Winter’s Reckoning is a beautifully crafted southern gothic story that portrays a startling similarity to contemporary events. While so much has changed since 1917, the setting of this book, so little has changed. Or perhaps change is just slower than we like to imagine.
Maddie is a socially progressive widow living in a small Appalachian community. She is an herbalist and midwife. She and her apprentice, Ren, along with her granddaughter, Hannah, fight the misogyny and racism that defines their dying town.
When Carl Howard, the new pastor, quickly learns and takes advantage of the town’s weaknesses, he intentionally exacerbates the problems in an attempt to gain power over the small population. He manipulates and incites the Ku Klux Klan to enforce an ugly status quo. He is a charlatan and a narcissist seeking to puff himself up to feel important. He is a short man on a large horse. Carl secretly ridicules the very people who bow to him. He even accuses Maddie of witchcraft in an effort to make her submit. She does not submit.
Maddie is a healer in a world where doctors are scarce. Her community depends on her for health care. Author Adele Holmes uses her background as a doctor to paint a believable picture. In fact, several scenes are detailed in a way that only someone with such knowledge could write. Holmes shows a respect for herbalism and natural healing, informed by her own medical knowledge. As an herbalist and a healer, Maddie is respected. That respect is seen by some as a form of power, a power not permitted to a woman. Her education and knowledge are a threat to some of the men around her, particularly Pastor Howard. Her ease moving between the white and black world and her friendship with Ren are also seen as a threat.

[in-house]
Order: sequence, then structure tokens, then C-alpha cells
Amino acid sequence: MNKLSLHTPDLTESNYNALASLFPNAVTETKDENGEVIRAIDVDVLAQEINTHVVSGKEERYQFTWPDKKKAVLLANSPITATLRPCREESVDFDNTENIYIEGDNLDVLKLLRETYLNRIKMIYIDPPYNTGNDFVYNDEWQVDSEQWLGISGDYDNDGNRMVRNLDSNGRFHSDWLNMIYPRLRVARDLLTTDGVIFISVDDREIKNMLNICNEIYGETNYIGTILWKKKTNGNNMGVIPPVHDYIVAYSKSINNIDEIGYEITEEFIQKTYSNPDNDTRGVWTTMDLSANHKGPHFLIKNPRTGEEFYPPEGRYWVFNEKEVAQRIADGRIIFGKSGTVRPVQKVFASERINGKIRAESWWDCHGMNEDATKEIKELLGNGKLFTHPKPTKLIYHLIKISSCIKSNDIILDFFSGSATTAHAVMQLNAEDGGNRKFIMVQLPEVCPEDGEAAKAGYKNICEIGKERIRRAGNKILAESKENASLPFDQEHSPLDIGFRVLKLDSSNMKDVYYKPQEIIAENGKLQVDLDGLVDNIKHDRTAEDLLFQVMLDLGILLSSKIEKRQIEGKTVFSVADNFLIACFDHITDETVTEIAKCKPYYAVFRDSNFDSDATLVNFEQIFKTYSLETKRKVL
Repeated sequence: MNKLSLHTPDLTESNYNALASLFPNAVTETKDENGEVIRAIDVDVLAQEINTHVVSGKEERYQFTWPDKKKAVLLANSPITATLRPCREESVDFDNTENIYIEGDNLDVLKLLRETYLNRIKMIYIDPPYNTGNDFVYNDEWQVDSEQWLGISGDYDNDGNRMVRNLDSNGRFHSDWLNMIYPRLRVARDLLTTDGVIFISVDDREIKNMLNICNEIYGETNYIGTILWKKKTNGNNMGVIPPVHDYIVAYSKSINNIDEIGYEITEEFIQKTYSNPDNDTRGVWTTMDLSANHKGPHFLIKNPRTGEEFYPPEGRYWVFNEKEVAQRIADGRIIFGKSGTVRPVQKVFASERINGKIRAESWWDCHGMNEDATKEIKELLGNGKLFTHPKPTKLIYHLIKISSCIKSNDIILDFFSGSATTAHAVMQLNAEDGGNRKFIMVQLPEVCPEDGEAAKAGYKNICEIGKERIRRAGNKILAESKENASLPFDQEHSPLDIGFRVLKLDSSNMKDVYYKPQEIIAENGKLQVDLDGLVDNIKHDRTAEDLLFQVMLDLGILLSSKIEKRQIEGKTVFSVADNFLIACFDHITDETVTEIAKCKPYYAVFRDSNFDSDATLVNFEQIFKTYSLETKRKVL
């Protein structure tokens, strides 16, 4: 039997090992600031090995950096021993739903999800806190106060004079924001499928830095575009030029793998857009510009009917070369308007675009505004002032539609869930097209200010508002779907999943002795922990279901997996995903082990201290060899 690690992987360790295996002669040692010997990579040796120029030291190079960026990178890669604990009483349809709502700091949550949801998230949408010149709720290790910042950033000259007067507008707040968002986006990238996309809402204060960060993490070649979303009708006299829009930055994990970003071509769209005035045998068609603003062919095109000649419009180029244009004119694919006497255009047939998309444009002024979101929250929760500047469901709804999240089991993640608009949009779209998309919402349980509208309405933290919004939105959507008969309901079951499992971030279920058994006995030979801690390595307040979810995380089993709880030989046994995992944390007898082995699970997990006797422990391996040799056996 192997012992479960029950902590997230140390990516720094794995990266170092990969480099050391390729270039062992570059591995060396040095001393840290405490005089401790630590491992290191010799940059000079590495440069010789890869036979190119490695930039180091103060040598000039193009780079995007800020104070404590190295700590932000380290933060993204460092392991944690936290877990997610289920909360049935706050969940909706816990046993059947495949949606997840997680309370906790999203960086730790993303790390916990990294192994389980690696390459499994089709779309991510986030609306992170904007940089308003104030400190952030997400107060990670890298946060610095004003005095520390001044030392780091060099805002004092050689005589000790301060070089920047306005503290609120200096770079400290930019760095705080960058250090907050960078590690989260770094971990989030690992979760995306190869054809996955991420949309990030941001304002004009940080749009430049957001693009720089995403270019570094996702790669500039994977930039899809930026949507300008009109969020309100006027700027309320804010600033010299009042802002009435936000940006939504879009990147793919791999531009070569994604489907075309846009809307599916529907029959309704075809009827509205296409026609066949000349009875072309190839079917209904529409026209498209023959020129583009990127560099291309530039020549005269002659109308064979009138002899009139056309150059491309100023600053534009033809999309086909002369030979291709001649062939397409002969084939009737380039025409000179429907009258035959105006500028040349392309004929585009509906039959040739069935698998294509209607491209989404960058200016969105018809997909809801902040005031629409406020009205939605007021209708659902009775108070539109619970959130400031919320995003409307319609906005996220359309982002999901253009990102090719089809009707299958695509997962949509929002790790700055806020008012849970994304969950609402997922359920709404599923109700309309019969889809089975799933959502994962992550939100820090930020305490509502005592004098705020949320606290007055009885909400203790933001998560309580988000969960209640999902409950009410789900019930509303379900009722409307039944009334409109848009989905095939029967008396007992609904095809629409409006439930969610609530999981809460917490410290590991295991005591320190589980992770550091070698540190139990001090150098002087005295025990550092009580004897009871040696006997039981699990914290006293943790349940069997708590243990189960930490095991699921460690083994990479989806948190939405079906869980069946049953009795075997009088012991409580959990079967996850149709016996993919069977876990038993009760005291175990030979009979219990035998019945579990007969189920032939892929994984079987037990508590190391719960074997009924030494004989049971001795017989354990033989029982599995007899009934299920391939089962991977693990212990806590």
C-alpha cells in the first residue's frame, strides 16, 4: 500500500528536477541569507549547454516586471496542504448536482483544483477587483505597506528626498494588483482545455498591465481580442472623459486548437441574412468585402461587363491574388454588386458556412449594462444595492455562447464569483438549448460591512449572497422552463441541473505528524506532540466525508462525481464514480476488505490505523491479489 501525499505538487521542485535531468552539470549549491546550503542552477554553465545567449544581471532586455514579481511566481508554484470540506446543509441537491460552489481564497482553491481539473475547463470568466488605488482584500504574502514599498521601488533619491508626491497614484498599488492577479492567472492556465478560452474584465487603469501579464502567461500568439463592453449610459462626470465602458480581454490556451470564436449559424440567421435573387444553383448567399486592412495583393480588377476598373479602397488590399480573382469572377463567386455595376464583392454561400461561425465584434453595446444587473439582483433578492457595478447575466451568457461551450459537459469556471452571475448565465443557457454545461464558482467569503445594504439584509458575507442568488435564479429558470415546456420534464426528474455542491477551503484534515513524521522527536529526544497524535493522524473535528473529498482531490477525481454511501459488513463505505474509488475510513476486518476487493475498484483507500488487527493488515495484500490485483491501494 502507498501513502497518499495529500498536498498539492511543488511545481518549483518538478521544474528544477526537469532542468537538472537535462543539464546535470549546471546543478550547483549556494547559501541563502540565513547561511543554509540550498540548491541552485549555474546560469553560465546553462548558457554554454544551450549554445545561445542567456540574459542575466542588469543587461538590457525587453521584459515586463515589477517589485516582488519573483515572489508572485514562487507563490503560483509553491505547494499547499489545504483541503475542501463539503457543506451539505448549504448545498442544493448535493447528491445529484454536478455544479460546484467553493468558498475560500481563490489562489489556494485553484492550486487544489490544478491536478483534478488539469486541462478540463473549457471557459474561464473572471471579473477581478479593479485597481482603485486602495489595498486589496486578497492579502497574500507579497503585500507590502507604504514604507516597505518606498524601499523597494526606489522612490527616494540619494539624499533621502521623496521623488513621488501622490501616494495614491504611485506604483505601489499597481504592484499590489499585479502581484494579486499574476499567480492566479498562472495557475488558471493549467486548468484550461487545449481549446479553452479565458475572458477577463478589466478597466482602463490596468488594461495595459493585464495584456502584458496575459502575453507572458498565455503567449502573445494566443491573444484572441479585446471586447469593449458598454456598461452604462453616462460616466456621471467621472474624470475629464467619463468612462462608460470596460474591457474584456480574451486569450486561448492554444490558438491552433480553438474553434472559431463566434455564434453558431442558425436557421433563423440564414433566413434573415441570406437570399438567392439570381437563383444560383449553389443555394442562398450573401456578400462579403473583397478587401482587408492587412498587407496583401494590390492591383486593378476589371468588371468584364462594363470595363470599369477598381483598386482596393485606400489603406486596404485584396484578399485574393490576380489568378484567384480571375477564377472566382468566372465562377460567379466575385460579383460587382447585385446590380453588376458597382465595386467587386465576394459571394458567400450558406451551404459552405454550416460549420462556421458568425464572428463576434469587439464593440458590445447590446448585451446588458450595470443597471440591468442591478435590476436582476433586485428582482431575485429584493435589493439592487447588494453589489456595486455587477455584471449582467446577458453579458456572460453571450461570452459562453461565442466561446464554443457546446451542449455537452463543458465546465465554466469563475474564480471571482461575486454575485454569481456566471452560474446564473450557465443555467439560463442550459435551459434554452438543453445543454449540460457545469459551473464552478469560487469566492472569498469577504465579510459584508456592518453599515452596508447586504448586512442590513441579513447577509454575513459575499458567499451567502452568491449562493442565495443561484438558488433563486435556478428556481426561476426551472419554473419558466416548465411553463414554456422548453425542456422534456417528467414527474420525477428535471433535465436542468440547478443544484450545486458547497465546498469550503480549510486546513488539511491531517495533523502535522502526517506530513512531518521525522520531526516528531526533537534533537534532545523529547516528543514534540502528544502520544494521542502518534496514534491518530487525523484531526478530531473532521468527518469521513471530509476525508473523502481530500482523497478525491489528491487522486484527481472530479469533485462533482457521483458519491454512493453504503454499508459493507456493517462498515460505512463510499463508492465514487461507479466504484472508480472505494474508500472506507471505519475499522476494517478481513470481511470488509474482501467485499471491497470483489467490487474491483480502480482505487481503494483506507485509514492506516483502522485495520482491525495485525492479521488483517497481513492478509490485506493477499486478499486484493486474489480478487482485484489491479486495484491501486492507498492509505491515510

Maddie is a role model of a strong and independent woman of her time, but she also serves as a role model for those of us living today, as does Ren. Hannah learns from Maddie that, “If you play along with the rules when the rules are wrong, you lose a part of yourself in the process.” None of these women will lose themselves.
Adele Holmes tackles misogyny and racism head on, painting a microcosm of a society that still struggles today with the same issues. She weaves a strong story with lyrical writing. Her storytelling is stellar. She begins with a near comical scene of the deputy sheriff shooting himself in the foot. Carl Howard’s horse is a near mythical animal. Other characters, such as the man in the cave, round out the story. Winter’s Reckoning is rich with characters who are at once believable and mythical, staying true to classic southern literature. From the first paragraph I was hooked.